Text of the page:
By David Poland firstname.lastname@example.org
Up & Down The Avatar
This started as an entry only about the second story, below. But on a whim, I clicked on BO Mojo for Monday’s Avatar number, aka Torture For Some Of You.
Second Monday – $19.4m estimate
It’s the #7 Monday of all-time. It’s up from last Monday by 19%, which as you may recall, was a pretty amazing day as well, which we attributed to last weekend’s weather.
The only second Monday that is better is Shrek 2, which was on its way to being the #2 domestic grosser of all time (now #3, behind The Dark Knight as well as Titanic.) Oh yes… and that Monday was Memorial Day.
In fact, the only non-holiday Monday bigger was The Dark Knight‘s fourth day of release. Avatar, which is still $93 million behind TDK’s domestic 11-day gross, did $8.9m more than TDK on their respective Day 11s. Catching up a bit.
Avatar was the 10th fastest film in history to $200 million. If it hits $250m tomorrow or Wednesday, it will be the sixth fastest to $250m. It looks to move up to being fourth fastest grossing film in history by the tine it hits $300m domestic this weekend. It should be #2 all-time by the time it hist $400m.
Still. I’m not sure at all that Avatar will outgross The Dark Knight‘s $533 million domestic. But it will pass TDK’s $470m international number before the New Year’s weekend is over.
Sorry for the torture for those of you who hate this. I do understand that I was not this aggressive about reporting the daily Dark Knight numbers. I probably should have been. But as the above notes, the numbers weren’t that interesting after the first 10 days. Amazingly, Avatar is still growing.
It took a week for Robert J. Elisberg to take a swing at Pete Hammond and Steve Pond over glowing reports about the Avatar screening at The Academy.
Firstly… trying to use Academy screenings to measure how movies are doing with The Academy is a bad, bad idea. Always has been. Always will be. For one thing, there are always a parade of varying interpretations of what happened. I don’t think there has been a movie that’s won Best Picture in recent years that was not said by some to have had a modest to poor response at the Academy screening… as well as someone saying that it was gangbusters.
The only reliable measurement to get from an Academy screening is how many people showed up. This tells you, very quickly, how much work the distributor in question has to do to get other 4500+ voting Academy members to see the movie.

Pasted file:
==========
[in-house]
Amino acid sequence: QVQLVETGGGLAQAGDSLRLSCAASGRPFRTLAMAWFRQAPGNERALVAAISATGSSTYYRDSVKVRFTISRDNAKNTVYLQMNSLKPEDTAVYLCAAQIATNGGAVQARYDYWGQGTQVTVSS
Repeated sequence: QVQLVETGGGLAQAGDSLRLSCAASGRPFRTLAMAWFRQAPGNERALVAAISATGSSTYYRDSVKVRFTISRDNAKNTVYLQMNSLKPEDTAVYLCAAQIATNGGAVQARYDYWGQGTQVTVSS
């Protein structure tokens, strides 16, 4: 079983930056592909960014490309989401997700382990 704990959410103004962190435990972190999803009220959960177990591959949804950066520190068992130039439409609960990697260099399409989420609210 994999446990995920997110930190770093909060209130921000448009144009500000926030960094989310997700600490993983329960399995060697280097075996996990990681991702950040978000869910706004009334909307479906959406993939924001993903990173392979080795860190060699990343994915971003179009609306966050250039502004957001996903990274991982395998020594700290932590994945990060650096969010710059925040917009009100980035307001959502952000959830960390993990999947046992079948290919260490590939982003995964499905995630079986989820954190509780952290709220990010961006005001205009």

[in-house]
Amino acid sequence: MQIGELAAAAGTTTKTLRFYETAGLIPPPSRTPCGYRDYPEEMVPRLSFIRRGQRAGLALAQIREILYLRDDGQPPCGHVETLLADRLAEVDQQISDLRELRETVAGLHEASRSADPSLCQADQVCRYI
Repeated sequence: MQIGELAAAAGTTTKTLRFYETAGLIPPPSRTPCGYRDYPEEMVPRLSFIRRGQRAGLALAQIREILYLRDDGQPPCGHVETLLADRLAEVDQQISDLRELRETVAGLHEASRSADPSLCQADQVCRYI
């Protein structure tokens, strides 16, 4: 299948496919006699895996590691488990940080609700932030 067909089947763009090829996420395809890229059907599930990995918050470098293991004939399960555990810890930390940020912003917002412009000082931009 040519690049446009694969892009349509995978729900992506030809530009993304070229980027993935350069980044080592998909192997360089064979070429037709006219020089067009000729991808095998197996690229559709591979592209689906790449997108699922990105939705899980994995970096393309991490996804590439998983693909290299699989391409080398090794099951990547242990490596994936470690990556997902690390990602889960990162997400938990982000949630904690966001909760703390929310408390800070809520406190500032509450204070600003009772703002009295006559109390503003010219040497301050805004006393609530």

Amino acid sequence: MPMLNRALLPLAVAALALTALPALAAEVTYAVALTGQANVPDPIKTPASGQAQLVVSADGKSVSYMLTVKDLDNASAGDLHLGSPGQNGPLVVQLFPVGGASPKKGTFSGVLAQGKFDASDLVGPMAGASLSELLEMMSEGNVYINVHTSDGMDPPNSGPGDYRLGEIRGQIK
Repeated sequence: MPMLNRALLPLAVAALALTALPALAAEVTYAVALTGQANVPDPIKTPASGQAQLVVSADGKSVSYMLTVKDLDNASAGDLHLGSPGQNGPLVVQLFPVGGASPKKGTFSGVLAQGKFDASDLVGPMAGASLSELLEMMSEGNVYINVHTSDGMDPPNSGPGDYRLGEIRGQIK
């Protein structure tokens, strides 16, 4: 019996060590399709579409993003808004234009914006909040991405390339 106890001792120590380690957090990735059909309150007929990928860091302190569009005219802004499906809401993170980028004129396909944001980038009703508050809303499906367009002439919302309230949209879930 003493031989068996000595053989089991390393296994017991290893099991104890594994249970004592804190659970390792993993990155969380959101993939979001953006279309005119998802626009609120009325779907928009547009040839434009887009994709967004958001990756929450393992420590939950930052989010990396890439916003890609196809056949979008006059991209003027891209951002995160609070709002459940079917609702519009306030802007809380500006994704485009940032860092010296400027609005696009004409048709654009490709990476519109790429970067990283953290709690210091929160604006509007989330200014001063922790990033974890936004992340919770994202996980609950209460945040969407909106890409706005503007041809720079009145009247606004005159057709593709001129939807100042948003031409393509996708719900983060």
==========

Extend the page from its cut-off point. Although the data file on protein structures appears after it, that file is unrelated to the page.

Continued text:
By that measure, Fox had a great screening. And the film’s huge success should get them to something like 50% – 60% of Academy membership seeing the movie in theaters before the next couple of weeks are over. Fox, no doubt, will work hard to get the rest into screenings in the weeks thereafter.
It is one of the mistakes I think Oscar prognosticators make… spending too much time trying to read the group. Sometimes, the answer is bigger than the group. Avatar is one of those movies.
You know when it was clear that Avatar was the movie to beat for Best Picture? Well… the opportunity for it to change the game was there before it screened. It’s a soft year. But then, there was the night of that first look… December 10. (Here is the column I wrote the next day.)
(So ends the self-serving section of this entry.)
In any case, Elisberg seems kinda angry that Pete & Steve heard things went well at that screening. Could it be that he doesn’t much care for the movie?
“I was at that screening. In fact, I was first in line.”
Creepy. An hour early at The Academy. But more important, if Elisberg was first in then he wasn’t there when Academy members were actually turned away… a very rare occurrence. Elisberg acknowledges that the theater was full by showtime, but tries various ways of suggesting that this wasn’t special or at all meaningful. He even uses the capacity audience for Up… which looks to be the second animated film to be nominated for Best Picture in Oscar history… as a negative for Avatar.
“More importantly, from the few people I and friends spoke to afterward, the reaction was absolutely mixed.
Everyone was awed by the otherworldly-spectacular special effects. But for some, the script was a bit ordinary and ultimately somewhat disappointing. Others, though, while acknowledging the script weaknesses, overlooked them and adored the film.”
Well. That’s it then. Mr. Elisberg’s circle of friends and their snap decision defines the film’s Oscar potential. Much better read than Pete or Steve. (that’s sarcasm.)
As I say, I am not in disagreement with Elisberg that the Academy screening is a bad way to read the Oscar future of a film… as is Pete’s “film class” where he screens awards hopefuls. But Pete does get, in a general way, some very interesting reads off of his class and the many, many Q&As he does. In the weeks before nomination, Pete is usually the person most likely to smell a change in the voting class before it happens. This doesn’t mean his guesses are always right. But his thermometer is placed in a good place, particularly late in the nomination season.
I guess what strikes me about Elisberg’s attack is that he is so definitive about his perspective being right when the takes from Pete & Steve, while perhaps a bit hyperbolic, are more in line with stories I have heard from Academy members who were at that screening than Elisberg’s… including from at some who were turned away.
I don’t actually object to Elisberg adding his perspective to this minor event. But perhaps it could be his experience and not mean that Pete & Steve must be shills to repeat what they heard.
In the end, the likelihood that Avatar will win Best Picture is all about it being seen as a game-changer, a successful entertainment for the world, and a massive commercial hit. That and the lack of an alternative that is nearly as muscular.